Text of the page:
I saw the headline come across my screen earlier today “Notre Dame on Fire.” My heart sunk. What a tragedy. An 800+ year-old symbol of the Catholic faith and Paris destroyed- just like that.
What a loss. It is not merely a building. It is an iconic landmark and example of dedication, amazing architecture, and history. It has been the setting for books, plays, movies, musicals, politics, revolutions and so much more.
As is the trend today, I wanted to post a few pictures of my experience there – not to say, “Hey look! I’m cool, too!” but to take a minute and reflect, and share some deeper thoughts.
My EC and I went to Paris in 1999. We debated about climbing all the way to the top, but it was worth eery step. Not often you can see a gargoyle up close.
Years later, in 2008, Chrissie and I met up with our daughter Emily and visited again.
Looks like the past decade has had its way with me.
Notre Dame is an example as to why some tourist spots ARE tourist spots. It is gorgeous, and cool. It is easy to forget that it is also a place of worship. When we were there, most people made an attempt at bringing down the volume out of respect. Others didn’t seem to care.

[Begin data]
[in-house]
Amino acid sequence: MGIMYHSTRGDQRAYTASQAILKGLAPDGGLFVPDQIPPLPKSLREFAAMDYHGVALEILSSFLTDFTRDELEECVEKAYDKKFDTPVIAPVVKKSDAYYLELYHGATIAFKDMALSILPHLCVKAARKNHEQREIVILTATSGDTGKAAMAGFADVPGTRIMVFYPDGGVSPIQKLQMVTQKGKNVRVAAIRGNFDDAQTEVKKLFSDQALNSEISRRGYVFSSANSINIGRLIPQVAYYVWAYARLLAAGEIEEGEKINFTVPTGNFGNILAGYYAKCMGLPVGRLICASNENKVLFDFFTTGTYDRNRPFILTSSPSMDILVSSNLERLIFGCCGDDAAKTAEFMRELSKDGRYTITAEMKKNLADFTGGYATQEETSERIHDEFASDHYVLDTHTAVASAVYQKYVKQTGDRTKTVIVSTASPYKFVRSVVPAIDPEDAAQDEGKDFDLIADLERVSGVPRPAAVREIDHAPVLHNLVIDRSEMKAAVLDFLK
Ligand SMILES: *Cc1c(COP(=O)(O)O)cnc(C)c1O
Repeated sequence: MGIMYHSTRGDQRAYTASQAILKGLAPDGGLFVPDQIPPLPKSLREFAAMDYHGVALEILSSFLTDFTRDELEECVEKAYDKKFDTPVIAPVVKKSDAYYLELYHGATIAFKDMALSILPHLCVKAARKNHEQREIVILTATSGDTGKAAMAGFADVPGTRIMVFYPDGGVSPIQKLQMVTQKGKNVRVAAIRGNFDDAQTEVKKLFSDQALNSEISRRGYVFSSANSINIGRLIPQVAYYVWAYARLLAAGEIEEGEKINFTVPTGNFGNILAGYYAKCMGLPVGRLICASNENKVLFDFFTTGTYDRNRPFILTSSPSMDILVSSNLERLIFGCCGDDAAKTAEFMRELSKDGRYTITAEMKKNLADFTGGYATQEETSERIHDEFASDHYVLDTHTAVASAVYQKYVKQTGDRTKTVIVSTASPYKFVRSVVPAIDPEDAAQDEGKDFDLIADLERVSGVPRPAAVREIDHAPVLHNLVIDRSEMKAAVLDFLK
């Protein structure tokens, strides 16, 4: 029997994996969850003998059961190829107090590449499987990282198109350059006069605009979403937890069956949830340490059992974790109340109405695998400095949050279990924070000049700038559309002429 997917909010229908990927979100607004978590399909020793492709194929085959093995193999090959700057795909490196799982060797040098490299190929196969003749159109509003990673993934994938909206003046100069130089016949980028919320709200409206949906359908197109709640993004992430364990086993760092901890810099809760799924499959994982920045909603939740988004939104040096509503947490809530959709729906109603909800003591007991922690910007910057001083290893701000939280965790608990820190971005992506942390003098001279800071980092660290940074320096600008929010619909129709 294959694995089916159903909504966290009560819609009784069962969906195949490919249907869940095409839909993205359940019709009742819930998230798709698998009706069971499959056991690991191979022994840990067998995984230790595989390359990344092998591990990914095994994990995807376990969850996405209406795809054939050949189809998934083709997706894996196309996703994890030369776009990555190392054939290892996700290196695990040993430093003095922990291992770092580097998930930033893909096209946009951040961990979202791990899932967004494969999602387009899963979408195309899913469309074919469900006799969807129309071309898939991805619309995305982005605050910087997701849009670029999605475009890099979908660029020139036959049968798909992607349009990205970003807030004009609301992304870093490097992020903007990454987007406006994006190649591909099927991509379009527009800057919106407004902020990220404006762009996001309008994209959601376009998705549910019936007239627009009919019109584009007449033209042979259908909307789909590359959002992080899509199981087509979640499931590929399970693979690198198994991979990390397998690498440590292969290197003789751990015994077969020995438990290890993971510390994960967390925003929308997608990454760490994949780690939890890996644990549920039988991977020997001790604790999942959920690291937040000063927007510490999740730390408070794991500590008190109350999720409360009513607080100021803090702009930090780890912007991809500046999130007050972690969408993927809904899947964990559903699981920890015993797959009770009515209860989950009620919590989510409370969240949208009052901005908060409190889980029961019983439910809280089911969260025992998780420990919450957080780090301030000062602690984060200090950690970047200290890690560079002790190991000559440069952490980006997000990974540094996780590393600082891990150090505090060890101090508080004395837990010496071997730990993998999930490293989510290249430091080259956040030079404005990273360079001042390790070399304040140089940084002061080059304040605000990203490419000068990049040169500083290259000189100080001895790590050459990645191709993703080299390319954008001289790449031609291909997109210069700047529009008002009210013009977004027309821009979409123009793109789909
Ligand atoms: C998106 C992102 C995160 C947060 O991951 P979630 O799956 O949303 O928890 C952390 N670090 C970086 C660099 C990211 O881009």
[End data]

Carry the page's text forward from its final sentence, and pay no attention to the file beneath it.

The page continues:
It is tragic to lose a place of worship – especially one so renowned. I don’t care if it is a Catholic cathedral, a Jewish synagogue, a Muslim mosque, a Buddhist temple, etc. The loss of ANY religious symbol in the world is a loss for the world.
The world needs more focus on religion, and it is such a statement that the end of days is approaching as we see churches (especially Christian) being burned all over the world, and the continuing flight from organized religion.
As I was thinking about the loss of that magnificent cathedral, I couldn’t help but personalize it. In 1846 – young by Notre Dame standards – the Nauvoo temple was dedicated. A mere two years later it was destroyed by arson.
My ancestors were involved in the building and the sacrifice surrounding the building of the Nauvoo temple. Most were gone before the temple burned, but I’m sure when they heard, it pained them.
Not that long ago – in 2003 – the Apia Samoa Temple burned to the ground. Hearts were broken as the saints who considered it “their” temple dealt with the loss.
My heart goes out to the people of Paris, and the members of the Catholic Church. Today marked a tragic day. Yes, it is “only a building.” It is temporal, it is temporary, but it means so much more than that.
We, as saints who have also lost our own holy and historical sites, should feel it, too.